Indian Loyalty - A Nap on Falcon Lake - A False Alarm - The Power of Whisky - Magnificent Water Stretches - A Striking Contrast - Picnic Lake - How we crossed Hawk Lake - Long Pine Lake - Bachelors' Quarters at Ingolf - We dress for Dinner - Our Last Portage - A Rash Choice - Grasp your Nettle - Mr. F - - 's Gallantry - Cross Lake - Denmark's Ranche - A Tramp through the Mire.
Next morning the sun rose bright and clear, but as there was still a good deal of wind, which was likely to increase as the day advanced, we started early; not, however, before Mr. F - - had sent the strange Indians to shoot some ducks we had heard on the lake. They returned with one old and five young birds, for which they got five cents apiece, and the remnants of our breakfast. We all set to work to pick them at once. Carriere, at my instigation, tried every inducement in his power, offering the Indians three times its value in money, to purchase the little basket of wild rice they had in their canoe, but without success. "It belonged to another Indian, and they had not leave to sell it," they said, in answer to all his persuasions. We embarked on the Falcoln Lake side of the point; the water was still so rough that the canoes had to be held off the rocks to prevent their bumping. Mr. F - - and Frank struck directly across the lake and hugged the western shore, but Mr. M - - and Carriere, trusting to my being a good sailor, kept in the middle of the lake in a direct course to the portage.
The waves were just high enough to give the canoe a cradle-like motion. Settling myself comfortably, and being covered with a warm rug, I slept soundly until we reached the portage - an hour's paddle - so that I knew very little of the beauties of the lake. Looking back at it as we sat on the shore waiting for the other canoe, its shores seemed hilly, and devoid of bays or foliage. When the others came in, they expressed astonishment that I could sleep when the water was so rough; they could not see us at all times, and feared we were lost, and the reappearance of the canoe, apparently without me in it, had puzzled them not a little. Before we were ready to cross the portage our Indian visitors overtook us and carried some of our baggage. When asked to take a canoe, they looked at it, lifted it shook their heads, laughed and told Carriere it was 'too heavy, they were not beasts.' Mr. F - - offered them a dollar to take it over to the next lake - less than half a mile. 'No' - they lifted it again carefully, taking everything out of it - "no, they wouldn't do it for five dollars."
Then Mr. M - - and Frank, putting their folded coats on their shoulders to rest the edge on, took up the canoe, one end on Mr. M - - 's left shoulder, and the other on Frank's right, and went off at an easy run, the Indians watching them open mouthed. Then they again tried the weight of the other, anxious to get the money, but too lazy to earn it. At last Mr. F - - had a "happy thought". Showing the Indians the whisky keg, and holding the open bunghole to their noses, he made them understand that if they carried the canoe over they should have some of "the cratur" when they returned. This worked like a charm, in two minutes the canoe was hoisted on their shoulders, and they were off at double the pace of the others. Before they returned, Mr. F - - emptied out most of the whisky and replaced it with water, shaking the keg well to give it a flavour. It is against the law to give Indians spirits, but he knew that this mild draught could not hurt them. They were apparently quite satisfied, and left us, promising to bring us some potatoes to the end of the next portage. But either they detected the fraud, and did as Indians generally do when cheated - said nothing at the time, but would rather starve than give one a chance to cheat them again - or they were unable to procure the potatoes; at all events, we saw no more of them.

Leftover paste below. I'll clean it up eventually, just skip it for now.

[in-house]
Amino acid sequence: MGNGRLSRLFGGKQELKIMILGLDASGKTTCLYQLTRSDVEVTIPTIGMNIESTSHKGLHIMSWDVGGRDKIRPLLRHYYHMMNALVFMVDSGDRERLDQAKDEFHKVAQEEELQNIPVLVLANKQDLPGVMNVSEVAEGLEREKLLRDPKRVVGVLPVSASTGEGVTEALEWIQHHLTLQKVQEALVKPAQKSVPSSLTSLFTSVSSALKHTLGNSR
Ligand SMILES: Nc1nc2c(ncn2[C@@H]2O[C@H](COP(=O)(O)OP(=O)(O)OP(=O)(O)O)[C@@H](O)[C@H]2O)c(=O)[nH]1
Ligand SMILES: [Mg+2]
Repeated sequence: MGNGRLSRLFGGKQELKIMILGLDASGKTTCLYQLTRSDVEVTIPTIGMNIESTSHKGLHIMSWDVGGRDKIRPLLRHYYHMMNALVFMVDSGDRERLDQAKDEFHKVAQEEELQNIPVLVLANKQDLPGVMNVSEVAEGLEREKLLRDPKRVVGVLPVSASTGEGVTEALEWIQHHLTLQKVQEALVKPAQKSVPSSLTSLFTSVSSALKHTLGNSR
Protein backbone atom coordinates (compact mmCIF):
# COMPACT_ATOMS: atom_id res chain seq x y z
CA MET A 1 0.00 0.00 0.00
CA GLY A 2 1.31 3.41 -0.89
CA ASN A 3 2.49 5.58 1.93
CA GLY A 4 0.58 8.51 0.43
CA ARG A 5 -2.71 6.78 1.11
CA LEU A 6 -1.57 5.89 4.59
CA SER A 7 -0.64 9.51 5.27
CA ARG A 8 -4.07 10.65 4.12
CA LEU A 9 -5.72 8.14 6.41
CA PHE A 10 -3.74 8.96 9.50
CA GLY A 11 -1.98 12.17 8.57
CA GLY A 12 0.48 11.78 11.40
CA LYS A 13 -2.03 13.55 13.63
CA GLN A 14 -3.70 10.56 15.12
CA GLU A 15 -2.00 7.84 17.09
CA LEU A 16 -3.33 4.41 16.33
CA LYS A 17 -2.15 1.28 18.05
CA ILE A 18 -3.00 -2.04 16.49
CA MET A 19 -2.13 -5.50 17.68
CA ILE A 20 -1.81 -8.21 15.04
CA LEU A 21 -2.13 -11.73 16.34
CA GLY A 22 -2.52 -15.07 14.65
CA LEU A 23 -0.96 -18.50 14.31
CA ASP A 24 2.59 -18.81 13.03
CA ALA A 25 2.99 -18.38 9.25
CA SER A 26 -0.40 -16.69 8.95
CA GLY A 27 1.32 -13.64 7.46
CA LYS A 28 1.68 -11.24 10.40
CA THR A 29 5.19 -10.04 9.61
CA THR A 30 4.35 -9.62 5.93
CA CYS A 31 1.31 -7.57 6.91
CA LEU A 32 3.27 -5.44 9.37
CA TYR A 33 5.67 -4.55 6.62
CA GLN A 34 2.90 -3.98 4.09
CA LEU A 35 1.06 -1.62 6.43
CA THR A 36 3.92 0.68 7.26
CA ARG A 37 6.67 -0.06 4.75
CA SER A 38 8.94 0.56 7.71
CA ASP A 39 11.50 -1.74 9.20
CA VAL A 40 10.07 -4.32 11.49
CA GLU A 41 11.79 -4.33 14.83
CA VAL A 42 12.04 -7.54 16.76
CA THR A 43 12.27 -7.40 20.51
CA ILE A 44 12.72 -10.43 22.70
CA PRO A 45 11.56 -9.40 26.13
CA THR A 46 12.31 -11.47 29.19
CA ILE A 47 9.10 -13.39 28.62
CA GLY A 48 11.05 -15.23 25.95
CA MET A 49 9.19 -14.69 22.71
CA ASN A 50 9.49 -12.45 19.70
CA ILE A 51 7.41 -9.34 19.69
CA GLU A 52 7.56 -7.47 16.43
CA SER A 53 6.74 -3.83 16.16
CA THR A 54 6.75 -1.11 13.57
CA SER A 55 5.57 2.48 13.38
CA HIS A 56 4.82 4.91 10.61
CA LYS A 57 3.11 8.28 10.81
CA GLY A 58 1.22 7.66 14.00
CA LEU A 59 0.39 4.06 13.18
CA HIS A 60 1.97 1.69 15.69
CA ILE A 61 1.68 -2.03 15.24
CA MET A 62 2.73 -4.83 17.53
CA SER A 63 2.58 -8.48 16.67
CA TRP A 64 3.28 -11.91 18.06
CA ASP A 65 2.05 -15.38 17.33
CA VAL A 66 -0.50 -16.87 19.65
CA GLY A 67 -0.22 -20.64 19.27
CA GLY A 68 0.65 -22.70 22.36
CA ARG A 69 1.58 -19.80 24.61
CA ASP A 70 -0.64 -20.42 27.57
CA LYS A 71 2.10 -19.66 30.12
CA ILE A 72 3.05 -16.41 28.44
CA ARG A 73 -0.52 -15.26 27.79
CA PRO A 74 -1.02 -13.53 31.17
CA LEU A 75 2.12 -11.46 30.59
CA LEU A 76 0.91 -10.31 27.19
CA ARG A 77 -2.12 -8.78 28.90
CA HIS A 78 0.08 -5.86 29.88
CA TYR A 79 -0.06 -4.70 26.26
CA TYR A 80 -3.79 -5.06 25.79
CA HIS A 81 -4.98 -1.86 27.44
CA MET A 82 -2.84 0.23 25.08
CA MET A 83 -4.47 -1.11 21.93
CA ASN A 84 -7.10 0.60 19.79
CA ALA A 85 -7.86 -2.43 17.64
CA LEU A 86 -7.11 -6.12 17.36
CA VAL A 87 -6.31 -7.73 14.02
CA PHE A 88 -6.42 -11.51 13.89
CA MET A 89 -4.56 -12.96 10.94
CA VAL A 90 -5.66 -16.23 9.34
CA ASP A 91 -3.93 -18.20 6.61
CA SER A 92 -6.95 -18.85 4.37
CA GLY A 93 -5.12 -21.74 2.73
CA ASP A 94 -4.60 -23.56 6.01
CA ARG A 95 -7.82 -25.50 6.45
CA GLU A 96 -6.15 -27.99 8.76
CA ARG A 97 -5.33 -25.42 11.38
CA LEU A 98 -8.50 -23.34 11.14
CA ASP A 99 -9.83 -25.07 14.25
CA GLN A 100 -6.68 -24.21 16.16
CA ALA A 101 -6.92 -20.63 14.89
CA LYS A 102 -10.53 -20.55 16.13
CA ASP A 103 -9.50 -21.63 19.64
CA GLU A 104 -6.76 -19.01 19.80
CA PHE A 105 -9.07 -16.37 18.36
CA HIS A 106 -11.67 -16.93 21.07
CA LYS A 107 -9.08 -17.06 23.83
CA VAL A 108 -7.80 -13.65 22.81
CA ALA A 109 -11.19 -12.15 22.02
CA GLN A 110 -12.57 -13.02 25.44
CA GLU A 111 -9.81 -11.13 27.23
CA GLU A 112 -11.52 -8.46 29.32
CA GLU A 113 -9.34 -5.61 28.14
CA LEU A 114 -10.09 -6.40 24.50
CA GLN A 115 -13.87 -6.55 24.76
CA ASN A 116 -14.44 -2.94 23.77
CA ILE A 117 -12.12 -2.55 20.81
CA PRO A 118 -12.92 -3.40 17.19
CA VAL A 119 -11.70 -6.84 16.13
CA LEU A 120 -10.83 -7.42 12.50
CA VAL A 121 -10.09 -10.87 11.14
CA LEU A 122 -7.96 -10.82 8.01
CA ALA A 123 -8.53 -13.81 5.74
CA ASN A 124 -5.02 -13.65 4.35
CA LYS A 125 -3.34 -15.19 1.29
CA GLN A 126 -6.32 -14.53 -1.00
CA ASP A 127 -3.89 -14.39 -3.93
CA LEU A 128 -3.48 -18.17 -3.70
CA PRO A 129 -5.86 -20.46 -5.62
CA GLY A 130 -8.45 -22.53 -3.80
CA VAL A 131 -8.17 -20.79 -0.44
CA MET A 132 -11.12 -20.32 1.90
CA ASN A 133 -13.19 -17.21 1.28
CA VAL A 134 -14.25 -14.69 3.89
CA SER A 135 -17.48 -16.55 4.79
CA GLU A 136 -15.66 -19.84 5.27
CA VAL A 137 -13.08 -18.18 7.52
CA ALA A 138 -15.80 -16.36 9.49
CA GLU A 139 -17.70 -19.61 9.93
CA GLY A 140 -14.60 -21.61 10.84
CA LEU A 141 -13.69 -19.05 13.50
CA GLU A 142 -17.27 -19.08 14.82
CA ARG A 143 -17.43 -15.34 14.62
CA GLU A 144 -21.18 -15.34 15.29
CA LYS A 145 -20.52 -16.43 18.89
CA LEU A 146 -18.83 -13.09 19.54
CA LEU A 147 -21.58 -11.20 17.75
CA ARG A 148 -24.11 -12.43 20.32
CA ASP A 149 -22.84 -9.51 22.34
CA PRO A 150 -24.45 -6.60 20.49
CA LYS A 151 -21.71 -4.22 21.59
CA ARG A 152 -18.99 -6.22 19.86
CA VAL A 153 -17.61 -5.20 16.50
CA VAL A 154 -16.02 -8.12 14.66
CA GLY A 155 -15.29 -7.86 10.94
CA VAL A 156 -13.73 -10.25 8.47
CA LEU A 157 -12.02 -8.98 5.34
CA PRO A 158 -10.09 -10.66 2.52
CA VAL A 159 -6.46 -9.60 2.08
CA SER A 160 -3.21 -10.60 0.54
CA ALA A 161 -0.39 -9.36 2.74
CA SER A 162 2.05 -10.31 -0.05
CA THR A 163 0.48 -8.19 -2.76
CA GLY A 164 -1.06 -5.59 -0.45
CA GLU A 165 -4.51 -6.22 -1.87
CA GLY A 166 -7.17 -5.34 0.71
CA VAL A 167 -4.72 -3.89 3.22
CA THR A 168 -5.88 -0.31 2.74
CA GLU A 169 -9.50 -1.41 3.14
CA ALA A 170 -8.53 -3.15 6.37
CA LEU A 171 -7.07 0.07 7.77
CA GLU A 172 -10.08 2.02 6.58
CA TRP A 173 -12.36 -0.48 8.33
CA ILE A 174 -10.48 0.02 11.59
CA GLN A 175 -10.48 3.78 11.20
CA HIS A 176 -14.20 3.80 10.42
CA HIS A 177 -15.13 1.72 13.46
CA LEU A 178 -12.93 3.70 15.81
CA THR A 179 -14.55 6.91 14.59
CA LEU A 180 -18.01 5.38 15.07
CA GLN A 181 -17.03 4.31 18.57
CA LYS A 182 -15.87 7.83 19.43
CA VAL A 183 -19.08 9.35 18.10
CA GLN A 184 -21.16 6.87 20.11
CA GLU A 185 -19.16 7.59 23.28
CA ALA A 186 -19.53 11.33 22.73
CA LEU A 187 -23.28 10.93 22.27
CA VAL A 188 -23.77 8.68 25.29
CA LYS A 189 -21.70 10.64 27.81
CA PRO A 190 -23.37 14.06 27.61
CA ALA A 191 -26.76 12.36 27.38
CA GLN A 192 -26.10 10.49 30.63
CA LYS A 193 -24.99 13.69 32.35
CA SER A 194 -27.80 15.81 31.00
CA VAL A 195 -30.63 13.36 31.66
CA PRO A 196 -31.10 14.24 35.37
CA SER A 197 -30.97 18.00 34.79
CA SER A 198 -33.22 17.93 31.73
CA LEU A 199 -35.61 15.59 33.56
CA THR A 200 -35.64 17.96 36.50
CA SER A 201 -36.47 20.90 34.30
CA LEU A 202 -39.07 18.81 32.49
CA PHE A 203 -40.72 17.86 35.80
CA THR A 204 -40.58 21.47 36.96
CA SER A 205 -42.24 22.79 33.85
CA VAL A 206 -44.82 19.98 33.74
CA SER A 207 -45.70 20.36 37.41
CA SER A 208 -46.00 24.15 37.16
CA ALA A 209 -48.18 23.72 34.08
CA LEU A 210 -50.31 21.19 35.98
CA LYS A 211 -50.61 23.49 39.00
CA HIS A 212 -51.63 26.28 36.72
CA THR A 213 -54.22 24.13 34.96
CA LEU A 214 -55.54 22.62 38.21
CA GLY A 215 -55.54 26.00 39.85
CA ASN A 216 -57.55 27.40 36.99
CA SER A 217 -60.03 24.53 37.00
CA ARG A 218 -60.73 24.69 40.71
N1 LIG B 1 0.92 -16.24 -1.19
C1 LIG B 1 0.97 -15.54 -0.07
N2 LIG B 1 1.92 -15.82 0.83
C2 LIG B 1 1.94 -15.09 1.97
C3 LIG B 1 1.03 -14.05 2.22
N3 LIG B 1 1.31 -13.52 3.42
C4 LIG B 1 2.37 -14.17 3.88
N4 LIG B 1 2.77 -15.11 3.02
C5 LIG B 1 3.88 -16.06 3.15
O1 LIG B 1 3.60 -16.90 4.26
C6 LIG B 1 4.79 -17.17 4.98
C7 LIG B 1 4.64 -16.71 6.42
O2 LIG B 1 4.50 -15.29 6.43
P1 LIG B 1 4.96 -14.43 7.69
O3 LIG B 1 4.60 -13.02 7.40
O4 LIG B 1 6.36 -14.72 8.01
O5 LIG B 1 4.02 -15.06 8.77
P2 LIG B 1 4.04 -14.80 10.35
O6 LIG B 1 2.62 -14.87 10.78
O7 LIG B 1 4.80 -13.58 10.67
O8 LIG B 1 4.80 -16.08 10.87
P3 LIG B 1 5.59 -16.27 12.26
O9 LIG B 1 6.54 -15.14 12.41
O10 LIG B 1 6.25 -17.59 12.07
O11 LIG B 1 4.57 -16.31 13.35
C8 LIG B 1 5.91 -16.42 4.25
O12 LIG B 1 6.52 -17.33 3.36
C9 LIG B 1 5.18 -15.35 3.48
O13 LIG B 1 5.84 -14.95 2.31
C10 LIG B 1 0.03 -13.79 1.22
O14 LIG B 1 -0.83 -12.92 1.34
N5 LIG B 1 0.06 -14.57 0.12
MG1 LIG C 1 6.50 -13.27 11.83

The next lake at which we arrived was very picturesque. I asked Carriere its name, but he laughed and replied, "It has no name, Miss F - - . It is only one of those 'magnificent water stretches' we hear MacKenzie talking so much about." [Footnote: During the debate on the building of the Fort Francis Locks, when justifying their immense cost to the country in order to utilize the water communication, the Honourable Alexander MacKenzie, then leader of the Government, and Minister of Public Works, spoke frequently of the "magnificent water stretches between them and Winnipeg."] We were determined not to allow it to be nameless any longer, and unanimously decided to call it Otley Lake, after the brown-eyed baby. It is a small lake, and soon crossed. A short portage follows, and on the shores of the next and yet smaller lake we stopped for luncheon. The portage was muddy; we had tucked up our skirts as high as we could to keep them out of harm's way, and were standing idly about, watching the maid wash, and Frank cook the ducks, when we heard distant shouting. Before we could decide whence it came, Mr. F - - , who had gone out in the canoe to reconnoitre, reappeared; but not alone. Mr. K - - was with him, in a new and spotless suit of Oxford grey, irreproachable collar and cuffs, light-blue necktie, and new hat; looking clean, fresh, and civilized. What a contrast! Mrs. F - - gave her dress a shake, and straightened her hat, while I, in my anxiety to let down the loops in my skirts, made sad havoc amongst the strings; and the maid exclaimed, in a tone of personal injury -
"Law! and we're such figures!"